Resin floorings are practical, hardwearing and an incredibly useful flooring finish for many environments, but exactly what is a resin floor? A resin floor is a hardwearing plastic surface, created by mixing a selection of ingredients to provide a highly durable finish. A resin floor is applied in a liquid form and once hardened ‘cured’ creates a hardwearing floor finish.
There are three main resin types used to create the majority of flooring systems, Epoxy Flooring, Polyurethane Flooring and PMMA Flooring.
Each system has differing properties that are suited to particular uses. They are extremely flexible in terms of the finish they can provide, making them suitable in a wide range of environments.
Types of Resin Flooring Available
When we review ‘what is a resin floor,’ we can identify three main resin types:
- Epoxy Flooring – Epoxy flooring is probably the most well-known of the systems and is widely distributed within industrial settings. It is a thermosetting resin which means the system irreversibly cures. It comes in a variety of forms starting from simple 2-pack epoxy paints to more durable flowable systems. It is the resin that has the longest cure time.
- Polyurethane Flooring – Also known as ‘PU’ resin, polyurethane flooring is a thermosetting material, which irreversibly cures. It comes in a variety of forms from flowable to heavy-duty trowel-applied systems. Out of the three main resin types, Polyurethane flooring offers the best resistance to high temperatures.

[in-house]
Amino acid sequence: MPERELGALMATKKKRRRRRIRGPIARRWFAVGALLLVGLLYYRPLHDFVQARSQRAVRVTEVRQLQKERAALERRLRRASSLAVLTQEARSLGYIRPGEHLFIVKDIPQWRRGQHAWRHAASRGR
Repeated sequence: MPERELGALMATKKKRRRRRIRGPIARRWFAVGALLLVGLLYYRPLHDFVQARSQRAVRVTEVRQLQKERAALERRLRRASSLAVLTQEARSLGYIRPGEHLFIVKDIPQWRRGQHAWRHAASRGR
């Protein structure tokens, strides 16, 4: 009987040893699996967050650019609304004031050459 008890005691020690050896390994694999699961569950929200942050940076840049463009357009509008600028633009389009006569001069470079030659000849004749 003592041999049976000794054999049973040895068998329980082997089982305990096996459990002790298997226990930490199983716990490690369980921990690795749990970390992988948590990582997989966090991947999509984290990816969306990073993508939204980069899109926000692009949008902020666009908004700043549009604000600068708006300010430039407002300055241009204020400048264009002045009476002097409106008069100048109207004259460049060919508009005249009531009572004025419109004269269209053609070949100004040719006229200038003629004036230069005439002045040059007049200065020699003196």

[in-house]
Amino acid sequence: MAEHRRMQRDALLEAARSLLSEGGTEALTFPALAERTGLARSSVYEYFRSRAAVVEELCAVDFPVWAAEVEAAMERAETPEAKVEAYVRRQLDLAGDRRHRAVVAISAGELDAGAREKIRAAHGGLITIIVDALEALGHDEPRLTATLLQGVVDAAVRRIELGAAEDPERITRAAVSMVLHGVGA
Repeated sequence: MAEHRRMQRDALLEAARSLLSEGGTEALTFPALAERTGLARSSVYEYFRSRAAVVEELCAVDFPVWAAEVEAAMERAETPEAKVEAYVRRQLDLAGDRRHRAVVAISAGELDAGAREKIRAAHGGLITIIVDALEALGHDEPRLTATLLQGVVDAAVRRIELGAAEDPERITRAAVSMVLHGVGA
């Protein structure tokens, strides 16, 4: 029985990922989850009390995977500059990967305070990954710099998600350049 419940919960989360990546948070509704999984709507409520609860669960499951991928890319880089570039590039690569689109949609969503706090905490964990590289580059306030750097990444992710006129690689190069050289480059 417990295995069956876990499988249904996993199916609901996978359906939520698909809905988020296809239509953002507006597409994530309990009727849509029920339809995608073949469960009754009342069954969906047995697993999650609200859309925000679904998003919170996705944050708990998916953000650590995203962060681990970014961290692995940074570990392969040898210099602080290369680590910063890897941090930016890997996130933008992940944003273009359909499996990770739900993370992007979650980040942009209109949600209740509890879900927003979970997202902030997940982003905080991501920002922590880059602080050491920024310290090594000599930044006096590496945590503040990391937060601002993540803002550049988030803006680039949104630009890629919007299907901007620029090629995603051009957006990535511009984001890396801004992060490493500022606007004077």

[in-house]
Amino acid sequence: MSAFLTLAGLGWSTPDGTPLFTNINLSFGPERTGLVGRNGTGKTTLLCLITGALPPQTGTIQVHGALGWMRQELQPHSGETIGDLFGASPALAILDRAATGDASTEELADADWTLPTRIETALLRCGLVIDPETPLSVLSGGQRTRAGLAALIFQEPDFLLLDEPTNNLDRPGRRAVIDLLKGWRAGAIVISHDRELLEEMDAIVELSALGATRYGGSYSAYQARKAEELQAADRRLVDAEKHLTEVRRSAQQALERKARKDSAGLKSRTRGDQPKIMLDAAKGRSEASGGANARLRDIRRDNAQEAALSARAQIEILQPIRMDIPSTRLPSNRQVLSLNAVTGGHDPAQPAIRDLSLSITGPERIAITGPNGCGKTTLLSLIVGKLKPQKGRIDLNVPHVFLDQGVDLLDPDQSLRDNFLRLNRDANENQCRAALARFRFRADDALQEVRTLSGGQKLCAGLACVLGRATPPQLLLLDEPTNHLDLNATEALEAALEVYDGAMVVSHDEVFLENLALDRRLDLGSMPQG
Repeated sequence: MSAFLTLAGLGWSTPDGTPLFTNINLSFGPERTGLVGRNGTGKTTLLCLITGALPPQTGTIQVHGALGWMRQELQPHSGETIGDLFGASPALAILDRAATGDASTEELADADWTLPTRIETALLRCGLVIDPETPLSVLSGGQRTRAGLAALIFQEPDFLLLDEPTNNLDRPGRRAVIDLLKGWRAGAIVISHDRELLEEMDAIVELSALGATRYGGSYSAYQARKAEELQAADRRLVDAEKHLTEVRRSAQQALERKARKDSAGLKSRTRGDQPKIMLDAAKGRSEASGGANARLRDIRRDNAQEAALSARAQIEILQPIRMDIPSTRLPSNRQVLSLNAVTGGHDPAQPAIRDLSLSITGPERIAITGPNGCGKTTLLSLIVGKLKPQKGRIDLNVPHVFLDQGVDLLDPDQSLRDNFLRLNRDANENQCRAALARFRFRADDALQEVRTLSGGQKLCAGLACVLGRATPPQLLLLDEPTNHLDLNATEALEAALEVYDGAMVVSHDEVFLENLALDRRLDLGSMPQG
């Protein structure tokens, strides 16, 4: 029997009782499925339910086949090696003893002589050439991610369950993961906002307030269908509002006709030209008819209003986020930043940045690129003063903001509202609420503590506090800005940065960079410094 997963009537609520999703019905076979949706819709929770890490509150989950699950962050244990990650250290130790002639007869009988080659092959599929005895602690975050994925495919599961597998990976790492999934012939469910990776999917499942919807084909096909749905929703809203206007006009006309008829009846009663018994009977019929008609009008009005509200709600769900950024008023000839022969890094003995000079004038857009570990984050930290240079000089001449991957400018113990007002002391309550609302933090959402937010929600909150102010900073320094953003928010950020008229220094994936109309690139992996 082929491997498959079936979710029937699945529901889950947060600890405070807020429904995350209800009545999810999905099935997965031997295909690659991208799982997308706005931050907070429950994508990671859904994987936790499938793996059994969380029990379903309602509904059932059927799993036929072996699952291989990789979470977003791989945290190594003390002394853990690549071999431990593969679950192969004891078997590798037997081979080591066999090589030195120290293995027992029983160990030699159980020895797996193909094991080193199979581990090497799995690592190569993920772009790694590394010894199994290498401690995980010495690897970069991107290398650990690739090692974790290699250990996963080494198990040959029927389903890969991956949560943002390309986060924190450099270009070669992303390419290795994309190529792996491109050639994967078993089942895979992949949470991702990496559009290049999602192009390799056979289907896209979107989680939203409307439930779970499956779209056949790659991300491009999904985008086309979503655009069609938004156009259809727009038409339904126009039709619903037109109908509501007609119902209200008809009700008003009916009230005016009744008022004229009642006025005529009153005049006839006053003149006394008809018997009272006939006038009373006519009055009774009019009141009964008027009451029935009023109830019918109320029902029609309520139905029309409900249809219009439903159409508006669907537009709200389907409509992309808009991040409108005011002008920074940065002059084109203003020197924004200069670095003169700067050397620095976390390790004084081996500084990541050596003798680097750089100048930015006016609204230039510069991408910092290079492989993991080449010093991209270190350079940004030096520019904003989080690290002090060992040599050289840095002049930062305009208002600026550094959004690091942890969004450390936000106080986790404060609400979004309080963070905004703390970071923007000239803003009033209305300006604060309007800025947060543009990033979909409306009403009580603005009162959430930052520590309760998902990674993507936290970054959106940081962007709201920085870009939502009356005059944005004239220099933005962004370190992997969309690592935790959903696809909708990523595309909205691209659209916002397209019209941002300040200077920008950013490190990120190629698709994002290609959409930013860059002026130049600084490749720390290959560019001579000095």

- PMMA Flooring – Polymethyl methacrylate, better known as PMMA is best known as a rapid-curing resin flooring system. It is a thermoplastic resin which will soften again when heated, allowing the system to be easily repaired or recoated. It comes in a range of flowable, and trowel-applied systems.
Which Resin Should You Choose?
Each of these resin flooring options presents its own specific advantages/disadvantages and should be considered alongside the environment and performance-related requirements of the floor.
If you want to learn more about resin and the three different types available, you can read more here: